Wikipedia says: The tree figures in the mythologies of pre-Columbian Mesoamerican cultures, in particular that of the Maya civilization, where the concept of the central world tree is often depicted as a Ceiba trunk, which connects the planes of the Underworld (Xibalba), the terrestrial realm and the skies. The unmistakable thick conical thorns in clusters on the trunk were reproduced by the southern lowland Maya of the Classical Period on cylindrical ceramic burial urns or incense holders. Modern Maya still often respectfully leave the tree standing when harvesting forest timber
As near vegetarians, James and I had a hard time finding food that wasn’t always meaty in Cuba. And even at the best of times, we never eat pork. In Cuba, this is very difficult. Pork is everywhere and the most popular meat. Behind our place was a small yard that held a very large and noisy pig, being fattened for the new year. On the streets there were often pigs being roasted on a spit, for special occasions, parties or weekends. All restaurants featured pork, and the fast food was always ham sandwiches. I learned to recognize the pork-related foods on the menus. Other foods may not be available, but there was always puerco.
I never ate any of it or cooked any, so can’t comment on it. But I often saw bicycles pulling carts with pigs in them, also a group of men putting a pig into a sack and loading it onto a cart. Often a bicycle would go by with a slops bucket on the handlebars: food for the pigs. I don’t know where the pork came from that was sold in the market, or served in the restaurants, but it didn’t seem like there were any mega-pig farms, just a lot of independent backyard pig owners.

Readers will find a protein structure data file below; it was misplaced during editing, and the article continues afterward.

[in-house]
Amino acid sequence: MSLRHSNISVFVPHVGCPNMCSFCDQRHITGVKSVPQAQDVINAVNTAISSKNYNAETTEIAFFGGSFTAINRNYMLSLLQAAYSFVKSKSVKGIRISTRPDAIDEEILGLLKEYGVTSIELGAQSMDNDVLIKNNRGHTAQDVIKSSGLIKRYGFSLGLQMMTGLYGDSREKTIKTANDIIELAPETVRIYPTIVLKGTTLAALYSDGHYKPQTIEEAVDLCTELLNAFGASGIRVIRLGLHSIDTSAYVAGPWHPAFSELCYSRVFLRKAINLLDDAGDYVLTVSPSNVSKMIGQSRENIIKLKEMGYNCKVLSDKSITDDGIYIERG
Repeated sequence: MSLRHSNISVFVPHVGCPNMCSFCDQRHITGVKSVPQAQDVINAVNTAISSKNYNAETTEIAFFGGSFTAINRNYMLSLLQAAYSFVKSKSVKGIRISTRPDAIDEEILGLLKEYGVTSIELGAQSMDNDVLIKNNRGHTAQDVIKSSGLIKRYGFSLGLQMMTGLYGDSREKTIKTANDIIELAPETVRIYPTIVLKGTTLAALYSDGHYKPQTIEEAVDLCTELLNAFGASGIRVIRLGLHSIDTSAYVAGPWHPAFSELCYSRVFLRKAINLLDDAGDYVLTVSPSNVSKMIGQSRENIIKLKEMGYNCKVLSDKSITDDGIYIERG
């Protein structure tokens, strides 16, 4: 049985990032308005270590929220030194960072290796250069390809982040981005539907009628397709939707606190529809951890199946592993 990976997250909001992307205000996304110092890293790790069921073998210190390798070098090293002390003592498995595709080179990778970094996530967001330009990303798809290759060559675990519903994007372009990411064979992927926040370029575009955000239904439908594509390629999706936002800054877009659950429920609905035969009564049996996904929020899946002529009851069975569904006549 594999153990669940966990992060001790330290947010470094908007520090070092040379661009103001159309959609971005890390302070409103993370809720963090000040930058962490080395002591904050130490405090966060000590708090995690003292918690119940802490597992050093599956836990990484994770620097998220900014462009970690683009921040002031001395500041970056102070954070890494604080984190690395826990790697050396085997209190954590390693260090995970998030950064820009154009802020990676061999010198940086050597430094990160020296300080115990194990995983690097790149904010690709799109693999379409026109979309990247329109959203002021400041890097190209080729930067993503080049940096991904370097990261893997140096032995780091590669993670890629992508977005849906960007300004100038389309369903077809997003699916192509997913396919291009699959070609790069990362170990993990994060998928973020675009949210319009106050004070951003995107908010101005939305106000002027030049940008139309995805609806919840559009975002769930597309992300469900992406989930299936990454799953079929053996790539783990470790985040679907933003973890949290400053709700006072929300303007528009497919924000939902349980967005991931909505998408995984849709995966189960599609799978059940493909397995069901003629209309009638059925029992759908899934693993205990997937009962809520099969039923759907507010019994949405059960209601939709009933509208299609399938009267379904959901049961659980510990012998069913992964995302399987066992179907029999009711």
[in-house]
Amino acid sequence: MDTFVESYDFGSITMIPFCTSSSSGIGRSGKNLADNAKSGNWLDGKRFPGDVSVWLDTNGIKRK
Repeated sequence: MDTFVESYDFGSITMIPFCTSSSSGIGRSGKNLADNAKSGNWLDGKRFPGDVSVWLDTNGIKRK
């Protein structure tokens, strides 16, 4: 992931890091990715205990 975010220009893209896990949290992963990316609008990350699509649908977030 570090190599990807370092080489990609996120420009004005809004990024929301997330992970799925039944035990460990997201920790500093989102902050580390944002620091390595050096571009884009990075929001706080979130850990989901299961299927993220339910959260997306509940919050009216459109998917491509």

It seemed like the best honey in the world – and tasted like it. I don’t know if it is pure, but the Cuban honey has such a remarkable flavour to it. We had it first in Baracoa, where the Indian woman you see here cooked it with almonds, and then poured the mixture into circle rounds made from palm leaf – looking like embroidery hoops these rounds kept the honey-almond treat circular as the honey hardened and cooled.
Honey from Baracoa was also poured onto cassava bread after our ceremony in the cave outside of Camaguey. In Camaguey we had some local honey, bought direct from someone’s home. It comes in empty rum bottles, and I used it in coffee, tea and yogurt, anywhere I could find that this delightful flavour could be used.
I know the Cubans love love love sugar – all the time, everything has tons of sugar in it. They also love this wonderfully flavourful honey available at the markets. Much better than the honey from the stores, this local stuff has real pizazz. I can’t help but wonder if they cook it with sugar and water to make it go just a little further, last just a little longer. And also, just to add a little sugar!
In a country known for its revolutionary agrarian reform, it was very odd to see there was no chicken available in the markets in Cuba. Nada. Pork, of course. Lamb, also of course. That’s it. Where’s the chicken? why its in the big freezers in the stores, bought with convertibles (cuc) not Cuban pesos. So we bought some chicken, and I thawed it ready to make the finest of dinners.